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THE ORCHESTRA ROCKS

Supporting Resources

“Anvil Chorus” from the Metropolitan Opera’s production of Verdi’s Il Trovatore

Johnny B. Goode Covers

The Beatles

La Follia Interpretations

Rachmaninoff

Literacy Links: The Orchestra Rocks

When Stravinsky Met Nijinsky: Two Artists, Their Ballet, and One Extraordinary Riot by Lauren Stringer

Lauren Stringer tells the story of the friendship and imaginative collaboration between composer Igor Stravinsky and choreographer Vaslav Nijinsky. The lively narrative focuses on changes in their artistic styles and a shared dream of creating something different, all of which culminates in the raucous reception to The Rite of Spring.

Your Name is a Song by Jamilah Thompkins-Bigelow

Your Name Is a Song by Jamilah Thompkins-Bigelow celebrates the inherent musicality of names from different cultures and empowers readers to reconsider the beauty, history, and significance of their own. The book is complementary to “The Name Game” activity in The Orchestra Rocks with Pulse lesson plan.

Max Found Two Sticks by Brian Pinkney

Max Found Two Sticks by Brian Pinkney revels in the joys of making music and in the fact that musical ideas—sounds and rhythms—can be expressed with anything and found just about anywhere.

The History of Rock: For Big Fans and Little Punks by Rita Nabis

The History of Rock: For Big Fans and Little Punks serves as an expansive introduction to rock music from pioneering bands of the 1950s to 21st century rockers. In addition to legendary rock musicians, the book describes related artistic genres such as the blues, jazz, soul, and hip hop.

Drum Dream Girl: How One Girl’s Courage Changed Music by Margarita Engle

Margarita Engle’s poetic picture book tells the story of a young, mixed-race girl who dreams of playing music. Set in Cuba’s 1930s music scene, Drum Dream Girl focuses on a love of rhythm while also engaging issues of sexism, music’s cultural significance, and the importance of family and teachers in learning.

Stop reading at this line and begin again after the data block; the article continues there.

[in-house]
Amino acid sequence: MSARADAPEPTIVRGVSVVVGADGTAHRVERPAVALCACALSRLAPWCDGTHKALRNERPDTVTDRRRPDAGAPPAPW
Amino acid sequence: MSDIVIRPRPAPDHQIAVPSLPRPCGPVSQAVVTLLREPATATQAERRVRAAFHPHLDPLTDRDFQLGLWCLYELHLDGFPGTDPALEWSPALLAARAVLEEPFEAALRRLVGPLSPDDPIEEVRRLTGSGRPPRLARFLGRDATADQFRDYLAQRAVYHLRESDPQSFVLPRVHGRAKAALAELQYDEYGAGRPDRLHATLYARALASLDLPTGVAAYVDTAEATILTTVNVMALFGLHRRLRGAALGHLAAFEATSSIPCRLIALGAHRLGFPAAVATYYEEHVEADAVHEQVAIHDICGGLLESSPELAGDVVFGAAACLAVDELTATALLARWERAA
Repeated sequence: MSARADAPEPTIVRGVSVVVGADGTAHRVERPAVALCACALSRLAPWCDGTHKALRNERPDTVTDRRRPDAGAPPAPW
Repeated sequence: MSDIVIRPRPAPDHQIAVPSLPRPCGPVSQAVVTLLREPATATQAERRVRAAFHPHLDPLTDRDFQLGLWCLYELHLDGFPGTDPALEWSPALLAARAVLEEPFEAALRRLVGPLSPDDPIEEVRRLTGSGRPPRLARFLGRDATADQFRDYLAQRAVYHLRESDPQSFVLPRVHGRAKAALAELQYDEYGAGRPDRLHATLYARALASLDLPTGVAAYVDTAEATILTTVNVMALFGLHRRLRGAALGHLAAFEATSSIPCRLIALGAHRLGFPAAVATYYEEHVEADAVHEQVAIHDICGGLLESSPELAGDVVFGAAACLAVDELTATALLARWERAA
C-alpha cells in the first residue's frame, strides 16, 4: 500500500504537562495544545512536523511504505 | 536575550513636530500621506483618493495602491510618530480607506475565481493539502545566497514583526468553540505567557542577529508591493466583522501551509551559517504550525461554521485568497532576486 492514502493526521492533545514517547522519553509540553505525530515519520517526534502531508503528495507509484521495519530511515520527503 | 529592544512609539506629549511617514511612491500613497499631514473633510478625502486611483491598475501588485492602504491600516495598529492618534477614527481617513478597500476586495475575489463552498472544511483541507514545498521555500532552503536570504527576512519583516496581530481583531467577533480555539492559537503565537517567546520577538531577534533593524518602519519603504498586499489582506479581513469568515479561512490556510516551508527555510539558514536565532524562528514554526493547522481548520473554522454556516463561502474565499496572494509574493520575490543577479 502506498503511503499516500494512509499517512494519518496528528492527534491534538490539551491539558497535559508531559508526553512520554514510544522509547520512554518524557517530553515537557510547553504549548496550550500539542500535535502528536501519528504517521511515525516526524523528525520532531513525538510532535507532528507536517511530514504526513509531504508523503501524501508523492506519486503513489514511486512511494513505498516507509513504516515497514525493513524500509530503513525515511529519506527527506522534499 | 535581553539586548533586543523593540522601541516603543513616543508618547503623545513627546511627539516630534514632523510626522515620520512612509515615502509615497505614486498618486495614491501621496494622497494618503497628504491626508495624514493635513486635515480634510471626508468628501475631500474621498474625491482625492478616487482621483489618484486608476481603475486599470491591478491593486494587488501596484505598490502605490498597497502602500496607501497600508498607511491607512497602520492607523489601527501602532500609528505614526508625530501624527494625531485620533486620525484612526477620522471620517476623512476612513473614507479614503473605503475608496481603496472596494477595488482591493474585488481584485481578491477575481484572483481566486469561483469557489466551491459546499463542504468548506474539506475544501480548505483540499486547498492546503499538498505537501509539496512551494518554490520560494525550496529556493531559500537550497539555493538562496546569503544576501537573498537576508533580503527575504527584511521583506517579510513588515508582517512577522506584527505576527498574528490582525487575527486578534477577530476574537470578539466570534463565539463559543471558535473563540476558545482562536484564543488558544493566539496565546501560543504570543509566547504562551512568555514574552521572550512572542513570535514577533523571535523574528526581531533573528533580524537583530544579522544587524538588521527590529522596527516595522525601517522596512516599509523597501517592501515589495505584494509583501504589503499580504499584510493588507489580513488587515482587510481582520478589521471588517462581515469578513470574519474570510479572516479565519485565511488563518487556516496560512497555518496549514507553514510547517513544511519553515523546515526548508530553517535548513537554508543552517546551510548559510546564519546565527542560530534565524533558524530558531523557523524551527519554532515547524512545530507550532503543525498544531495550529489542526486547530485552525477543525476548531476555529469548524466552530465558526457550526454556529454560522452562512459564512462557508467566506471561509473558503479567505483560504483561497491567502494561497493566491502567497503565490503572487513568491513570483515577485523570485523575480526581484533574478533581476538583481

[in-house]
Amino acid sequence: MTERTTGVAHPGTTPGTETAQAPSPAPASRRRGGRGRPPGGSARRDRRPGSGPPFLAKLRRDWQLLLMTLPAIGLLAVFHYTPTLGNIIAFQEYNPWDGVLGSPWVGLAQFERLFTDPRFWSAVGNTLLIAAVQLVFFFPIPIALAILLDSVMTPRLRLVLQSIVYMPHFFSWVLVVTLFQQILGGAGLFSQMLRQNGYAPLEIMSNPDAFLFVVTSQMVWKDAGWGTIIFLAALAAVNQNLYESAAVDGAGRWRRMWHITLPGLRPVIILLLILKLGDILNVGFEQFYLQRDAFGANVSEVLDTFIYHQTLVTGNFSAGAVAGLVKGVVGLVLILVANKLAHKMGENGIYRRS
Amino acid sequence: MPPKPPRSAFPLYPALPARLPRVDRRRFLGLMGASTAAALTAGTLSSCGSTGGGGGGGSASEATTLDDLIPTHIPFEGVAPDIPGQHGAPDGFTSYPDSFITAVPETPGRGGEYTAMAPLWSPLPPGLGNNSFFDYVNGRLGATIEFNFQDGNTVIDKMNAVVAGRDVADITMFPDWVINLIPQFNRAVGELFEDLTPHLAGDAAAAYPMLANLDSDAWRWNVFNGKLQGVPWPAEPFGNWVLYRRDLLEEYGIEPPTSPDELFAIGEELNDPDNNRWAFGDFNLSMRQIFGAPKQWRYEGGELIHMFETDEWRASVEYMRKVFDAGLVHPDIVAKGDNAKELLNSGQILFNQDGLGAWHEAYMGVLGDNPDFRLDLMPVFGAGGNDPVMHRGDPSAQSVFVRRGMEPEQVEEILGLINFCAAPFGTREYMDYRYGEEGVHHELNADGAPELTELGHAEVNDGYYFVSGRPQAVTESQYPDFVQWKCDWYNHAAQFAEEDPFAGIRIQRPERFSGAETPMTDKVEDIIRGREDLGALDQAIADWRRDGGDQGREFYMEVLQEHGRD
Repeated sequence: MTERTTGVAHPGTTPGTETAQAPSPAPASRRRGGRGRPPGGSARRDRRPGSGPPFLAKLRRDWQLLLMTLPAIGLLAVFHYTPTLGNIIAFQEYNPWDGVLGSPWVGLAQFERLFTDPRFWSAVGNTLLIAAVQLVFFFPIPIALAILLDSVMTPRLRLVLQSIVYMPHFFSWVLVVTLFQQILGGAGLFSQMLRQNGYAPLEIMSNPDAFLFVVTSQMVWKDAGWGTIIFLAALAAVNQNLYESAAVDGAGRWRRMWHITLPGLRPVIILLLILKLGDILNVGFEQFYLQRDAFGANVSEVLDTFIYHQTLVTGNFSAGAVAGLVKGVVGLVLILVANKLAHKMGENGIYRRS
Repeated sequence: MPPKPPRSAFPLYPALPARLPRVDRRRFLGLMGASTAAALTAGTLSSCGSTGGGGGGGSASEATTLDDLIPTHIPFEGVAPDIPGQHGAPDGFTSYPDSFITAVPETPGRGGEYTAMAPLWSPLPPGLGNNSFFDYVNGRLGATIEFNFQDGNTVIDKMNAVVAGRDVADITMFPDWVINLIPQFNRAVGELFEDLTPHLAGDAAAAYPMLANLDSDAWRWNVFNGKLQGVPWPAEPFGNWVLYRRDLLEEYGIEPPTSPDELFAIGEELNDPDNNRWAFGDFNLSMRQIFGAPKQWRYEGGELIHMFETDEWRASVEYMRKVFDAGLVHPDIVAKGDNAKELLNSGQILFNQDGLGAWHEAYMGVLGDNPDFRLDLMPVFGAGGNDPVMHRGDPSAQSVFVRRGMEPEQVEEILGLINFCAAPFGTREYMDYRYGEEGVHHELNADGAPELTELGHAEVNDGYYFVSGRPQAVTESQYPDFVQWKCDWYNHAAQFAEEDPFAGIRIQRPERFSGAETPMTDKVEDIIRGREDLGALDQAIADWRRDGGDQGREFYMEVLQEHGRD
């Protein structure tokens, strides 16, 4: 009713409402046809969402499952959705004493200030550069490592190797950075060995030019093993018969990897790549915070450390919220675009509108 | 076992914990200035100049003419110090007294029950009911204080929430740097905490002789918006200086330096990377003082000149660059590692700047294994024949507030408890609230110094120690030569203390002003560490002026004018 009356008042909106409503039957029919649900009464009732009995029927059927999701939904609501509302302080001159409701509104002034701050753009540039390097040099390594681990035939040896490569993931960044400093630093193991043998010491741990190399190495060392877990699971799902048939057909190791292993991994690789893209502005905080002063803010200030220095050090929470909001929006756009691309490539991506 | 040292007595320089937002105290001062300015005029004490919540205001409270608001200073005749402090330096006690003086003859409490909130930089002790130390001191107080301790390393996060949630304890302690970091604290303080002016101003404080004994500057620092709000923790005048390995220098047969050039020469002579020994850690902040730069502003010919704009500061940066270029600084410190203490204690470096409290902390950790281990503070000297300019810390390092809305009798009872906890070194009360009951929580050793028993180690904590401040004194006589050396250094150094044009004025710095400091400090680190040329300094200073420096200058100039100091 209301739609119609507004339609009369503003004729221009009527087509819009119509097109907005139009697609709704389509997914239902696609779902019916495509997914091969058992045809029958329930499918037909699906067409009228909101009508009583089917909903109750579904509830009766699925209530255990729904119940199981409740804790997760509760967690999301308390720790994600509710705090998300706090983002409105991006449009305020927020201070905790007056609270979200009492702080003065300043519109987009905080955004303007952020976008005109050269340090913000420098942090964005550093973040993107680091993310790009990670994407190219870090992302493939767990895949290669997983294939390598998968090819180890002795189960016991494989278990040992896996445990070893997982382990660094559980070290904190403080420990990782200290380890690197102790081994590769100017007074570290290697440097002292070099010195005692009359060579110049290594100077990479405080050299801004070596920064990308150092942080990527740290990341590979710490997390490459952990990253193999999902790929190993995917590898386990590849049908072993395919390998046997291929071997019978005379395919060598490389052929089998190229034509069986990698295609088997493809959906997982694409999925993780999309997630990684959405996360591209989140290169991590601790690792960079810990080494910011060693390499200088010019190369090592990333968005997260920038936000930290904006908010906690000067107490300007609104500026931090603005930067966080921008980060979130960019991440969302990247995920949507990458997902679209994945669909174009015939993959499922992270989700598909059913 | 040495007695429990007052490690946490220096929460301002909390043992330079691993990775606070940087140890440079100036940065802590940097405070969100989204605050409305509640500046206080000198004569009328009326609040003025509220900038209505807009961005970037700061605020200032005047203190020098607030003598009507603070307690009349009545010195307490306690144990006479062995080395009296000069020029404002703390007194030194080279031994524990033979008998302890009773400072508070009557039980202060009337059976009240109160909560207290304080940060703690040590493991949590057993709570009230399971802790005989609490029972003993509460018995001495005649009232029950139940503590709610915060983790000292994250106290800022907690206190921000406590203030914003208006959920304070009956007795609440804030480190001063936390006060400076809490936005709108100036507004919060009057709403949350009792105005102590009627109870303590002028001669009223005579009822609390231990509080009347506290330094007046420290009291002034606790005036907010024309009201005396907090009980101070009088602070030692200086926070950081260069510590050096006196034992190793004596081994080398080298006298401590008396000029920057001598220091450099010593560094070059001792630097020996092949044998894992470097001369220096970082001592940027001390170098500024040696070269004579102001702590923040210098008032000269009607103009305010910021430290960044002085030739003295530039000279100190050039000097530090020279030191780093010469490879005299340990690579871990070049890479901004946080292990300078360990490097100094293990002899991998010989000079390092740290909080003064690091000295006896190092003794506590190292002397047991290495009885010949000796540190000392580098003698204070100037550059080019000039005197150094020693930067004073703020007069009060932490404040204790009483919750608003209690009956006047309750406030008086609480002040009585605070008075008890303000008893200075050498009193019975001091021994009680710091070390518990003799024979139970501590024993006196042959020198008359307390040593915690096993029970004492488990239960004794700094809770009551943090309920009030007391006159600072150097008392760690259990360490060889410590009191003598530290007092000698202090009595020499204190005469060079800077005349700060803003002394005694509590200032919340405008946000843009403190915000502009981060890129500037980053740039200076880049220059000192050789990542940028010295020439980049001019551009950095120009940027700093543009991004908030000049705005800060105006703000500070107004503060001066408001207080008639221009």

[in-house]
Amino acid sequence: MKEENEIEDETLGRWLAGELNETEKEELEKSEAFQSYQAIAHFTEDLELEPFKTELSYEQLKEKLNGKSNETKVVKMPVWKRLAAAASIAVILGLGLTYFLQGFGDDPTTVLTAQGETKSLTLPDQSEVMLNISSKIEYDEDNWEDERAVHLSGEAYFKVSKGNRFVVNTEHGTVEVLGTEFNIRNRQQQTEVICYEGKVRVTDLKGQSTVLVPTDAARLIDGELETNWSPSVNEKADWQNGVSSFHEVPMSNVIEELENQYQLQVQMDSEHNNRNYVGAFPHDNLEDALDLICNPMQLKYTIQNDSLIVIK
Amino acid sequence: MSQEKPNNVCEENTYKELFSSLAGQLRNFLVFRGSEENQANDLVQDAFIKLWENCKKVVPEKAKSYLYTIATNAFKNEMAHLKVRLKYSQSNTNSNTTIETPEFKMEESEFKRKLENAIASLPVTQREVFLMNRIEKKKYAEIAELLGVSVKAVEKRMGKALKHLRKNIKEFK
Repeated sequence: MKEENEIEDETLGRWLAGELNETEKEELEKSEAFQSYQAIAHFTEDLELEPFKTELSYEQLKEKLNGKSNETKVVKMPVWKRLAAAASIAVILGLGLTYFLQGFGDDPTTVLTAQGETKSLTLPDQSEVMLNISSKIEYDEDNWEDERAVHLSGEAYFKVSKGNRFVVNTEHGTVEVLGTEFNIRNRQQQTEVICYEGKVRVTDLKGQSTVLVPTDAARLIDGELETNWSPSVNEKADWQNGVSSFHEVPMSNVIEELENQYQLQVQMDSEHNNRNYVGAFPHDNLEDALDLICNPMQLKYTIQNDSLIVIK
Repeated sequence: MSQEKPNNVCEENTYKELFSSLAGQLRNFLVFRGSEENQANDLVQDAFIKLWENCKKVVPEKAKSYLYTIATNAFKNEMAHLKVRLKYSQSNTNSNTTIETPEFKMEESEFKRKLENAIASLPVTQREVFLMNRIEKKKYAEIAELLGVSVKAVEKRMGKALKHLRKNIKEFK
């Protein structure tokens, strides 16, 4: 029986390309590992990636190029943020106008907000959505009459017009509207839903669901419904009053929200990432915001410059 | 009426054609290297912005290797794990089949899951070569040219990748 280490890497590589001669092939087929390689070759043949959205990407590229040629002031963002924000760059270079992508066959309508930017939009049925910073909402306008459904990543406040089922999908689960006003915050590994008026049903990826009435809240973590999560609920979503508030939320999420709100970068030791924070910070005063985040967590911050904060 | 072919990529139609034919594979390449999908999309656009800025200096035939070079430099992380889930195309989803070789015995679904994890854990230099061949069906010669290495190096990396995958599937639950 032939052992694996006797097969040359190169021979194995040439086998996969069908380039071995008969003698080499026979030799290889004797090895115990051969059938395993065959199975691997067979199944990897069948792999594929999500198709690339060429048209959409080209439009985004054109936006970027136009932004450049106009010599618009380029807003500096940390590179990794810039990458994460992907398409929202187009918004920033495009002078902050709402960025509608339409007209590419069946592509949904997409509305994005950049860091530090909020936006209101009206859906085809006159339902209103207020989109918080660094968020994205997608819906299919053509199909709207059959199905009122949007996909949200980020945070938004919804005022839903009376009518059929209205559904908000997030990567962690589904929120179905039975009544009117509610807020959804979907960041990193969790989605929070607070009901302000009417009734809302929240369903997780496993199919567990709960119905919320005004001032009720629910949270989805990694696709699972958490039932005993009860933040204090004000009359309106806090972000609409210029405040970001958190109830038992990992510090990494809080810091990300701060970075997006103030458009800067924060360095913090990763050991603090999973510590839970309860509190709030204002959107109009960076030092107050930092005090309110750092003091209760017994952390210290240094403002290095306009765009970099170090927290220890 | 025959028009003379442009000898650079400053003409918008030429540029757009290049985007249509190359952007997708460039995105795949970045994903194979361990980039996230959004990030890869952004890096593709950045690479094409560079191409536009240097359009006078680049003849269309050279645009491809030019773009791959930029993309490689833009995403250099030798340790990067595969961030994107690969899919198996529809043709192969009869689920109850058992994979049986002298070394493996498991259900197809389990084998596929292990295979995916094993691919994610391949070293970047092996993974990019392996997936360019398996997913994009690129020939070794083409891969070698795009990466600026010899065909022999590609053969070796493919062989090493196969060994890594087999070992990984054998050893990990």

Literacy Links: General

Because by Mo Willems

Mo Willems’ moving picture book traces a young girl’s journey to the center stage. “Because” of interconnected moments of chance, sacrifice, persistence, and magic, the protagonist discovers a lifelong love of music and grows up to conduct her own symphonies.

Orchestra by Avolon Nuovo

In this engaging introduction to the symphony orchestra, Avolon Nuovo explores the orchestra’s history, instrument families, and the life and work of luminary composers such as Duke Ellington and Ludwig van Beethoven.

Ada’s Violin by Susan Hood

Susan Hood tells the extraordinary true tale of the Recycled Orchestra of Paraguay, a youth orchestra whose instruments are fashioned from recycled trash. Available in English and Spanish, Ada’s Violin reveals the profound ways in which music can change the way we see ourselves and our communities.

The Composer Is Dead by Lemony Snicket

There’s dreadful news from the symphony hall—the composer is dead! Inspired by Sergei Prokofiev’s Peter and the Wolf, Lemony Snicket’s irreverent murder mystery invites students to join the Inspector as he interrogates the instruments of the orchestra.

Music Is... by Stephen T. Johnson

Music Is... explores ten different genres of music—classical, Latin, jazz, country, heavy metal, hip-hop, rock and roll, rhythm and blues, electronica, pop, and a surprise finale. Students will delight in this imaginative journey of sounds, styles, and rhythms as they unfold through a unique accordion book form.

Do Re Mi: If You Can Read Music, Thank Guido D’Arezzo by Susan Roth

Susan Roth tells the lesser-known story of Guido D’Arezzo, an Italian monk who devised the first system of musical notation in the early 11th century. Readers follow D’Arezzo from his boyhood in the choir to his eventual achievement, and learn how his invention led to the beginnings of musical systems we use today.

Can You Hear It? by William Lach

Can You Hear It? pairs masterpieces from The Metropolitan Museum of Art with orchestral works from a broad range of composers, including Gershwin and Vivaldi. Lach describes connections between musical compositions and artworks, and invites young readers to identify instruments and orchestral themes while listening to an accompanying CD.

Little Eddie Goes to Carnegie Hall by Sean Hollins and Sonya Hollins

When Little Eddie visits Carnegie Hall with his music teacher, the world of music comes alive. Based on the childhood piano lessons of classical pianist Edward Callahan Jr., Little Eddie Goes to Carnegie Hall highlights prominent African American musicians who have performed at Carnegie Hall, such as Duke Ellington and Florence Price, and invites readers to find their own musical voice.

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